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Fate of firebrand Jakarta cleric to be decided today

The Straits Times | Wahyudi Soeriaatmadja | Monday, Jan 23, 2017

Mr Rizieq (with microphone) leading a protest outside the National Police headquarters in Jakarta last week, in which he called for a provincial police chief to step down over what the FPI says was police violence against its members

Photo: Reuters

Indonesian cleric Habib Rizieq Shihab claims to come from a long line of descendants of Prophet Muhammad, and touts himself as a "great imam" or Islamic leader.

To the people in Jakarta, though, he is the mastermind behind recent protests against the city's governor, who has been accused by hardline groups like the Front Pembela Islam (FPI) - or Islamic Defenders' Front - of insulting Islam.

Now, the government may be turning the tables on him.

The West Java police were scheduled to determine today if Mr Rizieq insulted the state ideology of Pancasila at one of his fiery speeches, Indonesia's Tempo magazine reported.

His supporters have called on people to gather at a main mosque in the capital this morning and march to the Jakarta police station to show support.

As chairman of FPI, Mr Rizieq has led three street ralliers against Jakarta governor Basuki Tjahaja Purnama - better known as Ahok - between October and December.

The rallies involved thousands of Muslims mobilised by FPI and culminated in the Chinese-Christian politician being arrested for the blasphemy allegations.

That case is now before the courts even as Basuki is running for re-election.

But the anti-Ahok movement started by FPI has turned the gubernatorial election into a test of religious and racial tolerance.

The mission of FPI reflects the personal beliefs of Mr Rizieq, who founded the group in 1998, amid a period of political instability and racial violence against the ethnic Chinese in Jakarta.

Although the FPI advocates Islamic values, critics have referred to it as thugs with a penchant for extorting protection fees from bars and nightclubs.

It was said that, in its early years under Mr Rizieq's leadership, the group was backed by rogue police and military officers, who for years had turned a blind eye to its activities against minorities.

The 51-year-old was eventually jailed twice, first in 2003 for inciting his followers to violently harass nightspots in Jakarta, then in 2008 for attacking a minority group that was holding a vigil to rally against racial and religious intolerance.

After serving his second prison sentence, he slipped into obscurity only to resurface recently to lead the call for the removal of Basuki.

Mr Rizieq was born in Jakarta to an Indonesia-Arab family and went to Saudi Arabia in 1990 to study at the King Saud University. He is married to Madam Fadlun Yahya and they have seven children.

Despite an extended education in Islam, many observers have questioned his radical, often violent, methods in advocating the religion.

It thus came as no surprise to his critics that police are now investigating Mr Rizieq for a string of criminal offences, ranging from making hate speeches to insulting Pancasila.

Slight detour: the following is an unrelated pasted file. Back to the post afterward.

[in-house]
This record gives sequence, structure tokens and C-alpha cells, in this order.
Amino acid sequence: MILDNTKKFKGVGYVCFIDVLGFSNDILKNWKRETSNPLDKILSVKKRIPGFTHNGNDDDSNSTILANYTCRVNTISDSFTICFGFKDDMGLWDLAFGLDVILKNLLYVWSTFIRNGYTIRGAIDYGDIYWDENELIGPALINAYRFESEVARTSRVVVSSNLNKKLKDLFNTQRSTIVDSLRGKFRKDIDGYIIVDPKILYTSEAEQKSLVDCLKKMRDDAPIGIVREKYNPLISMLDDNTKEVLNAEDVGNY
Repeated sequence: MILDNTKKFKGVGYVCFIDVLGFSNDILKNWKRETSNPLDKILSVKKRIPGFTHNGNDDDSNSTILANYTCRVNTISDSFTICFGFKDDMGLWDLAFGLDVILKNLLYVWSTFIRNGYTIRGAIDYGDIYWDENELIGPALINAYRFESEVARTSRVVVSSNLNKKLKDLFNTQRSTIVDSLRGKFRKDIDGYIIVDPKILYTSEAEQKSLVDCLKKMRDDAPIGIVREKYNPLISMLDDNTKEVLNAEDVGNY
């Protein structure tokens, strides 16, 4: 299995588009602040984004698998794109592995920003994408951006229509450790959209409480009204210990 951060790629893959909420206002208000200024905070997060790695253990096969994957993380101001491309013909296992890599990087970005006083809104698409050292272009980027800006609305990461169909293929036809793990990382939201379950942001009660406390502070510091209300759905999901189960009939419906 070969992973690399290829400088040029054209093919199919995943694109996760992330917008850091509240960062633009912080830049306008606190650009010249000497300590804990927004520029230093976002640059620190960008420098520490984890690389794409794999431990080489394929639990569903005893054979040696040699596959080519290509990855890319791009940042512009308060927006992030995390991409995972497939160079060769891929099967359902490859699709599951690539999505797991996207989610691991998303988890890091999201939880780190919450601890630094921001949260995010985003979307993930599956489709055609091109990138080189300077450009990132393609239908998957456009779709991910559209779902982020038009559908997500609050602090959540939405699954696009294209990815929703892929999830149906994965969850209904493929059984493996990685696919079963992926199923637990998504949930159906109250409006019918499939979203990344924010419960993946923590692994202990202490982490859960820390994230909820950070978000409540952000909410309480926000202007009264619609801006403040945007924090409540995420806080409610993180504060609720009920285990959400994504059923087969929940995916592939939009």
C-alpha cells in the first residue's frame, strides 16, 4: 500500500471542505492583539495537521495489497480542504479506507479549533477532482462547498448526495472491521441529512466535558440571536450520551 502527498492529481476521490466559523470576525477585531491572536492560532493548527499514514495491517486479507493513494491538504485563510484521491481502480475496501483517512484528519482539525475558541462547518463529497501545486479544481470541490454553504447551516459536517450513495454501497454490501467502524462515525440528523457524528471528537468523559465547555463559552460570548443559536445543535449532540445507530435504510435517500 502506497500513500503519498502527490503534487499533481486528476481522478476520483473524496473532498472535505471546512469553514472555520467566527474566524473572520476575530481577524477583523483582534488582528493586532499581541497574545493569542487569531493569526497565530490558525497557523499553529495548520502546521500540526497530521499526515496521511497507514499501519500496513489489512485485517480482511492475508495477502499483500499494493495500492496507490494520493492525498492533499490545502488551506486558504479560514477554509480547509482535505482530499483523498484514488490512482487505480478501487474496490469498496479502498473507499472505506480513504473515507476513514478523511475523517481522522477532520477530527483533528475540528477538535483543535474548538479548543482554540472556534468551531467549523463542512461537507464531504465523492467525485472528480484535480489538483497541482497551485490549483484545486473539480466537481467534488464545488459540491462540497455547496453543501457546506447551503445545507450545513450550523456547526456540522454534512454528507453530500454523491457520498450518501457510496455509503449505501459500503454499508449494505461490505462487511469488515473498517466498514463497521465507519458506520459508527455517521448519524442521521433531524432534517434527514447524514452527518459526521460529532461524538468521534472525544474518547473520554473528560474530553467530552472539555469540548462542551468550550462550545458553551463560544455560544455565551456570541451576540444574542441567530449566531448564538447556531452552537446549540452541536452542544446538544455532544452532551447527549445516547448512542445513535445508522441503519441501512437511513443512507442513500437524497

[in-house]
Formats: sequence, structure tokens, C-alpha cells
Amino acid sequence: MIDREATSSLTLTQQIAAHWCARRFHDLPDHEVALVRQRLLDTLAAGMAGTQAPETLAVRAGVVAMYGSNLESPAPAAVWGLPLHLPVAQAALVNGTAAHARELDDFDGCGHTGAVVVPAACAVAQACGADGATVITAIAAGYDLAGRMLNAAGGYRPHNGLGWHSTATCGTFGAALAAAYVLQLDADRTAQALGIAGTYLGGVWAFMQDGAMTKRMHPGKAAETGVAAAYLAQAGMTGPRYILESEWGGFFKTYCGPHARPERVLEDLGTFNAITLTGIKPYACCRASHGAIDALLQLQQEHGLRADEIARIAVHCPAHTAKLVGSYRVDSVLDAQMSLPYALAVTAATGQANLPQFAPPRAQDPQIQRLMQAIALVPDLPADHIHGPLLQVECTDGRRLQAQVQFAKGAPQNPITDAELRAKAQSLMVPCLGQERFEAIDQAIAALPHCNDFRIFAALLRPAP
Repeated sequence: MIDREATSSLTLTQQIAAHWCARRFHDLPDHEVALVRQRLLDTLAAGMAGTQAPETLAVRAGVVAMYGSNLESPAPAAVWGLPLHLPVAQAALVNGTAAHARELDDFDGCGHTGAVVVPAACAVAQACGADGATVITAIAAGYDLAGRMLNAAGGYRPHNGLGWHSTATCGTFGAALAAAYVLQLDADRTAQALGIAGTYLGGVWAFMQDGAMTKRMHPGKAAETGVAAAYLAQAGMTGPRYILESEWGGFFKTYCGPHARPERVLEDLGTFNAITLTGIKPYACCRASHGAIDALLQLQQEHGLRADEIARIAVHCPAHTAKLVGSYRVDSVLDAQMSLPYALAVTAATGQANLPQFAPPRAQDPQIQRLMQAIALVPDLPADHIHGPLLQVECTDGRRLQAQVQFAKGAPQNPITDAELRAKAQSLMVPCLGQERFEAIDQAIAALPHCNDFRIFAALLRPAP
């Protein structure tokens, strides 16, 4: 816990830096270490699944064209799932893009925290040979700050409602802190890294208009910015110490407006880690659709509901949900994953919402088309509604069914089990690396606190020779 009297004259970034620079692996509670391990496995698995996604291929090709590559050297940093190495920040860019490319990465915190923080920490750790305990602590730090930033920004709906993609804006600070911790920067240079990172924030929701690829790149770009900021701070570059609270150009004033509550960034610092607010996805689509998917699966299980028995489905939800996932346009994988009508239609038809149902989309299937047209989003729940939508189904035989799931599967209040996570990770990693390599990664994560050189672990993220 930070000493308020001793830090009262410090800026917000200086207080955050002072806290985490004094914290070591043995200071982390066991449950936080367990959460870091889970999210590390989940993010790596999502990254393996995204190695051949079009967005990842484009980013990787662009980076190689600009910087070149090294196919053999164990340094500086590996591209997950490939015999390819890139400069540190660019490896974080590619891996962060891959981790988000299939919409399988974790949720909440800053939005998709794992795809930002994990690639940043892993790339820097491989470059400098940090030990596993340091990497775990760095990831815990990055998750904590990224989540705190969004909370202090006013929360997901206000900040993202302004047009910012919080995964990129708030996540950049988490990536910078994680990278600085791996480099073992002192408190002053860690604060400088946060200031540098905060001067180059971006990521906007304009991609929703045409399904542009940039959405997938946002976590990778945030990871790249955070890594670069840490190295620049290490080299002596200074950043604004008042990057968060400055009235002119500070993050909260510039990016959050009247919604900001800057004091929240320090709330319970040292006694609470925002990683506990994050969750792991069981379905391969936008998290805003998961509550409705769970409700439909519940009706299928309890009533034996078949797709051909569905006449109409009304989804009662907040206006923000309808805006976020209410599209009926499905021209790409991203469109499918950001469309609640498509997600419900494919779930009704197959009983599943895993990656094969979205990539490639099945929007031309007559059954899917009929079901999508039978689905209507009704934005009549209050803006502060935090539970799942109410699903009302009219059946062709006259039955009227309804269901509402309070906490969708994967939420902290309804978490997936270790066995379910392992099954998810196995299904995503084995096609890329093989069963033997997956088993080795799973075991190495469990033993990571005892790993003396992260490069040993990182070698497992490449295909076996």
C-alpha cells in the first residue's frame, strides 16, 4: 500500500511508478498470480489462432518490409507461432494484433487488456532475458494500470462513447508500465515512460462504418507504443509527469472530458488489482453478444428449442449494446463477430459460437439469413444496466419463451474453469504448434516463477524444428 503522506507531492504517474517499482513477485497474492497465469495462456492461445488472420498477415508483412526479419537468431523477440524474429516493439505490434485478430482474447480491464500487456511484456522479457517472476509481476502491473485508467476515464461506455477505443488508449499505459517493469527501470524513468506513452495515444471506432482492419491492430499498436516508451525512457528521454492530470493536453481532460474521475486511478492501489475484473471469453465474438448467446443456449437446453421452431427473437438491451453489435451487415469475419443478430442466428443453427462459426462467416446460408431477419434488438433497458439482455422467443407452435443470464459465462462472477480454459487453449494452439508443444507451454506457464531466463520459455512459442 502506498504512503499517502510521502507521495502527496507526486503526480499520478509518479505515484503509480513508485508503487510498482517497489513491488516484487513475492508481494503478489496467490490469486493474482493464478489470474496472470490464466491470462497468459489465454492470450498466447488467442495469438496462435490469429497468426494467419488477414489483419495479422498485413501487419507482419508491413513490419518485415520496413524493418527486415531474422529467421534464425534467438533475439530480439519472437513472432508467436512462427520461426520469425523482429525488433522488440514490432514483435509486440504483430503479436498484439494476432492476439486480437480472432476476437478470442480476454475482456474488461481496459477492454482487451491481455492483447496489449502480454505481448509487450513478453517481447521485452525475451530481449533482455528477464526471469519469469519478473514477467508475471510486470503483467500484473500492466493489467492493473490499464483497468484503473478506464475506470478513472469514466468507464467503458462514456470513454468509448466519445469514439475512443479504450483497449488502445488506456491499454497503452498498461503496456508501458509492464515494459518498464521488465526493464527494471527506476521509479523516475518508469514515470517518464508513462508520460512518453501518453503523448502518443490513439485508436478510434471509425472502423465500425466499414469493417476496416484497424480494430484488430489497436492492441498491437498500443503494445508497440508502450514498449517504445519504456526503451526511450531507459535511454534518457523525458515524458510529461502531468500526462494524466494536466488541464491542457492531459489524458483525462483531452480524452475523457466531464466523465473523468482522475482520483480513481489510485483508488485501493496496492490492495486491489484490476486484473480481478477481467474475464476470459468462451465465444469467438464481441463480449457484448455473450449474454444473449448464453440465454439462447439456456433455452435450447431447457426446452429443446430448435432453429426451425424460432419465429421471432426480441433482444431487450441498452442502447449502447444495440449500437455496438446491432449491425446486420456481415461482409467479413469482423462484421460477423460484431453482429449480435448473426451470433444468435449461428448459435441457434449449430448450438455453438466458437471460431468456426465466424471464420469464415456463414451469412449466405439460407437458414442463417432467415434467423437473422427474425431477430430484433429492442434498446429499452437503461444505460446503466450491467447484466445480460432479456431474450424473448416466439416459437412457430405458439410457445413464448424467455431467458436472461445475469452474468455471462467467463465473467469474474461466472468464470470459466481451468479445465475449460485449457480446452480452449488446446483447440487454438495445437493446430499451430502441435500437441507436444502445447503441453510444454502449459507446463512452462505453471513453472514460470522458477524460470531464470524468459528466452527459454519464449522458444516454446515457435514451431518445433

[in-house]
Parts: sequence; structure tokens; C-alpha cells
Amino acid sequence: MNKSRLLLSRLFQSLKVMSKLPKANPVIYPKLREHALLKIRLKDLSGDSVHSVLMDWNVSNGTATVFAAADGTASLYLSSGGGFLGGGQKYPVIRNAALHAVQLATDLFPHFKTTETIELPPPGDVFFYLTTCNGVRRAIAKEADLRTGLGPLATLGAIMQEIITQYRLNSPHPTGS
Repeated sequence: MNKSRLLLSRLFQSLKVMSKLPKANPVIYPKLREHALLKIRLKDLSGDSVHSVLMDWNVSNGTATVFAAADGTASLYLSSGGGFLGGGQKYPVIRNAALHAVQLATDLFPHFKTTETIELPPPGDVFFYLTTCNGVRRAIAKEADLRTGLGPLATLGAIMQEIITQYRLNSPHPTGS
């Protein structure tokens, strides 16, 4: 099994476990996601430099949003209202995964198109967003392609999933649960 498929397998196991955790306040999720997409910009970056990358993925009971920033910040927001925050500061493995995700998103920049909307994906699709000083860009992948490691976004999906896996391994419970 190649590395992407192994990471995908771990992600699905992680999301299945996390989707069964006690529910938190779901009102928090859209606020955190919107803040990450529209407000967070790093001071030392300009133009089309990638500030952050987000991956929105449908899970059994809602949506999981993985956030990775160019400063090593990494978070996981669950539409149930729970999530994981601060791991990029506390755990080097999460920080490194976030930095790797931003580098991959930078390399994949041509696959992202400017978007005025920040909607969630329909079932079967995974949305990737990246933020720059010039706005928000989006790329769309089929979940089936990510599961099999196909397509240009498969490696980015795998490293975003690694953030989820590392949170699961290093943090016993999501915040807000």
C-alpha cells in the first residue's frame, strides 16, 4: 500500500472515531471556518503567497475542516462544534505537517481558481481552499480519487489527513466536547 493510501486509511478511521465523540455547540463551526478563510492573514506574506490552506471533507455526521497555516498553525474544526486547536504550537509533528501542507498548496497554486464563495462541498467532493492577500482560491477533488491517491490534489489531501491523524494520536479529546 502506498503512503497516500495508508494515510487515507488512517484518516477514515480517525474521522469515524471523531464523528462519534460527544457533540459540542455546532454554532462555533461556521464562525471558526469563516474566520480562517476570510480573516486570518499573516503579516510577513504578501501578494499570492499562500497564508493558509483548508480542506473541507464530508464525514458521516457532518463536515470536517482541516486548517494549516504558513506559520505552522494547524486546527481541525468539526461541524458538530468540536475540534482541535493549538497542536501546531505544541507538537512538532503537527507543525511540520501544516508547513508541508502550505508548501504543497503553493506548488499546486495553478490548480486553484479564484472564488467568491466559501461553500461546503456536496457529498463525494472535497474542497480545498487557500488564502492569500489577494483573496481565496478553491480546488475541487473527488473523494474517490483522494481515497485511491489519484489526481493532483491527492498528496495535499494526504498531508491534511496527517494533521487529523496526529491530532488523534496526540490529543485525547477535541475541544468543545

Last week, they interrogated Mr Rizieq for more than six hours for defaming Pancasila and and its author, Indonesia's founding president Sukarno.

The accusation revolves around a two-minute-long video that showed Mr Rizieq claiming to an audience that Mr Sukarno had written an earlier version of Pancasila that did not reflect the belief in God as the nation's value.

However, police have not named Mr Rizieq as a suspect yet, while waiting to question witnesses and search for evidence, Tempo said, but that could change today.

The case is the first of at least five police reports lodged against Mr Rizieq, including one filed by a local Catholic group, which accuses him of making blasphemous comments about Jesus Christ.

Last Friday, the West Java prosecutor's office announced it would be questioning Mr Rizieq, fuelling talk that he will be arrested and charged in court soon.

Many observers, however, have questioned why he was not hauled in earlier, adding that his actions in recent months were sufficient grounds for the police to act.

"On legal grounds, the authorities have more than enough to arrest Rizieq, but the question is whether they want to do it or not," said a prominent Jakarta-based lawyer, who asked not to be named over fears of reprisal from FPI.

Mr Rizieq has his share of supporters, such as Indonesian Ulema Council (MUI) deputy chairman Muhyidin Junaidi, who have come out to defend him.

"If Rizieq is arrested, that would amount to injustice and open room for radical and extremist movements to rise," Mr Muhyidin told The Straits Times last week.

"He is a prominent leader who does not fret when expressing his views and stance (on Islam) publicly. If certain people get offended or have different views with him, that is normal."

Mr Said Aqil Siradj, chairman of Indonesia's largest Islamic organisation Nahdlatul Ulama, disagreed with the MUI leader.

Without naming Mr Rizieq, he told The Straits Times that FPI leaders who consistently deliver hate speeches do not reflect the true values of Islam.

Meanwhile, several local community groups have stepped up to call for FPI to be disbanded.

They include members of the United West Java People's Coalition, which held a rally against FPI in Bandung, West Java, and also submitted a public petition to the Ministry of Home Affairs to shut down FPI.

Indonesian Democratic Party - Struggle (PDI-P) lawmaker Masinton Pasaribu said it is the "perfect time" for the government to act against such intolerant groups. "It's just like playing football, every violation should be sanctioned, (so if they) repeatedly violate the law, they should be given red cards."


This article was first published on Jan 23, 2017.
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